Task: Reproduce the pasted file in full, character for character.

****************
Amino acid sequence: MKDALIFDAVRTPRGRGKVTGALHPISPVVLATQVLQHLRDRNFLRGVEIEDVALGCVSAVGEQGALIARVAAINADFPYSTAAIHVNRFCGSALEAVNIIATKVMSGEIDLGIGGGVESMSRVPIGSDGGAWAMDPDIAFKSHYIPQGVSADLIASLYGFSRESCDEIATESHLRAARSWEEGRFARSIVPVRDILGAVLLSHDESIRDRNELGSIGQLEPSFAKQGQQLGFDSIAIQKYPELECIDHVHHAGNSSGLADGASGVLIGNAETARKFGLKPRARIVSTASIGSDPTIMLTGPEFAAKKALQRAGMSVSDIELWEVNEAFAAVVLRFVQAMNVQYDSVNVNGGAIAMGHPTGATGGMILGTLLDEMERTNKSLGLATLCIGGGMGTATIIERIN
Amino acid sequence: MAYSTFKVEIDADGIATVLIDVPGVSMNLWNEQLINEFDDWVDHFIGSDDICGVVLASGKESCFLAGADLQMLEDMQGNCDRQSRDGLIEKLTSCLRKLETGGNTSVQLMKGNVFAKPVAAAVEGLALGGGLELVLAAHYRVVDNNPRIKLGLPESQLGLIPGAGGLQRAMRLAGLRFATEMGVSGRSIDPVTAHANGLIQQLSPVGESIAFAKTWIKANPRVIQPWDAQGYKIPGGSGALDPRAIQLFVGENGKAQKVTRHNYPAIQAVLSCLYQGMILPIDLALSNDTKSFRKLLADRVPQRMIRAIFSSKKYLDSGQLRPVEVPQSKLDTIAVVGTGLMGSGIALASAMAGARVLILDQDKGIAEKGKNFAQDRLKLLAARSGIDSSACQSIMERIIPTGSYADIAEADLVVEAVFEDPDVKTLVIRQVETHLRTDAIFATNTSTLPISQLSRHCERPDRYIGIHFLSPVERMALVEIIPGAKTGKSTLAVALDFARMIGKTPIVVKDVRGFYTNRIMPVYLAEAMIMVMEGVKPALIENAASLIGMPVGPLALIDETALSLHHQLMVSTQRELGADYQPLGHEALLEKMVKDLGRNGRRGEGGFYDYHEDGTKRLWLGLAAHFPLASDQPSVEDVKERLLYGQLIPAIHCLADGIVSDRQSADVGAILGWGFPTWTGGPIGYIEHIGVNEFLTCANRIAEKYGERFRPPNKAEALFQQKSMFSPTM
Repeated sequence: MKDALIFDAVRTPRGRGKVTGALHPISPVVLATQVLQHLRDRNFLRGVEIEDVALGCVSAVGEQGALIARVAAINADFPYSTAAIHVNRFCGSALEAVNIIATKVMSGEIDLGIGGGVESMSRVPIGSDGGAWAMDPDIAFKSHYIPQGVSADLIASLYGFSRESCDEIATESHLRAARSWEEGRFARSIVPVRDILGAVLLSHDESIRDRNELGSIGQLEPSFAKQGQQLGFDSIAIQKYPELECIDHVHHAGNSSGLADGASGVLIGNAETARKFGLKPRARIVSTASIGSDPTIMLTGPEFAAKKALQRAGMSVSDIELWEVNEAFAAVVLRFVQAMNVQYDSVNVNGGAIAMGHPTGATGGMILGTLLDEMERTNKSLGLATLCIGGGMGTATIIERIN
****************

Amino acid sequence: MKDALIFDAVRTPRGRGKVTGALHPISPVVLATQVLQHLRDRNFLRGVEIEDVALGCVSAVGEQGALIARVAAINADFPYSTAAIHVNRFCGSALEAVNIIATKVMSGEIDLGIGGGVESMSRVPIGSDGGAWAMDPDIAFKSHYIPQGVSADLIASLYGFSRESCDEIATESHLRAARSWEEGRFARSIVPVRDILGAVLLSHDESIRDRNELGSIGQLEPSFAKQGQQLGFDSIAIQKYPELECIDHVHHAGNSSGLADGASGVLIGNAETARKFGLKPRARIVSTASIGSDPTIMLTGPEFAAKKALQRAGMSVSDIELWEVNEAFAAVVLRFVQAMNVQYDSVNVNGGAIAMGHPTGATGGMILGTLLDEMERTNKSLGLATLCIGGGMGTATIIERIN
Amino acid sequence: MAYSTFKVEIDADGIATVLIDVPGVSMNLWNEQLINEFDDWVDHFIGSDDICGVVLASGKESCFLAGADLQMLEDMQGNCDRQSRDGLIEKLTSCLRKLETGGNTSVQLMKGNVFAKPVAAAVEGLALGGGLELVLAAHYRVVDNNPRIKLGLPESQLGLIPGAGGLQRAMRLAGLRFATEMGVSGRSIDPVTAHANGLIQQLSPVGESIAFAKTWIKANPRVIQPWDAQGYKIPGGSGALDPRAIQLFVGENGKAQKVTRHNYPAIQAVLSCLYQGMILPIDLALSNDTKSFRKLLADRVPQRMIRAIFSSKKYLDSGQLRPVEVPQSKLDTIAVVGTGLMGSGIALASAMAGARVLILDQDKGIAEKGKNFAQDRLKLLAARSGIDSSACQSIMERIIPTGSYADIAEADLVVEAVFEDPDVKTLVIRQVETHLRTDAIFATNTSTLPISQLSRHCERPDRYIGIHFLSPVERMALVEIIPGAKTGKSTLAVALDFARMIGKTPIVVKDVRGFYTNRIMPVYLAEAMIMVMEGVKPALIENAASLIGMPVGPLALIDETALSLHHQLMVSTQRELGADYQPLGHEALLEKMVKDLGRNGRRGEGGFYDYHEDGTKRLWLGLAAHFPLASDQPSVEDVKERLLYGQLIPAIHCLADGIVSDRQSADVGAILGWGFPTWTGGPIGYIEHIGVNEFLTCANRIAEKYGERFRPPNKAEALFQQKSMFSPTM
Repeated sequence: MKDALIFDAVRTPRGRGKVTGALHPISPVVLATQVLQHLRDRNFLRGVEIEDVALGCVSAVGEQGALIARVAAINADFPYSTAAIHVNRFCGSALEAVNIIATKVMSGEIDLGIGGGVESMSRVPIGSDGGAWAMDPDIAFKSHYIPQGVSADLIASLYGFSRESCDEIATESHLRAARSWEEGRFARSIVPVRDILGAVLLSHDESIRDRNELGSIGQLEPSFAKQGQQLGFDSIAIQKYPELECIDHVHHAGNSSGLADGASGVLIGNAETARKFGLKPRARIVSTASIGSDPTIMLTGPEFAAKKALQRAGMSVSDIELWEVNEAFAAVVLRFVQAMNVQYDSVNVNGGAIAMGHPTGATGGMILGTLLDEMERTNKSLGLATLCIGGGMGTATIIERIN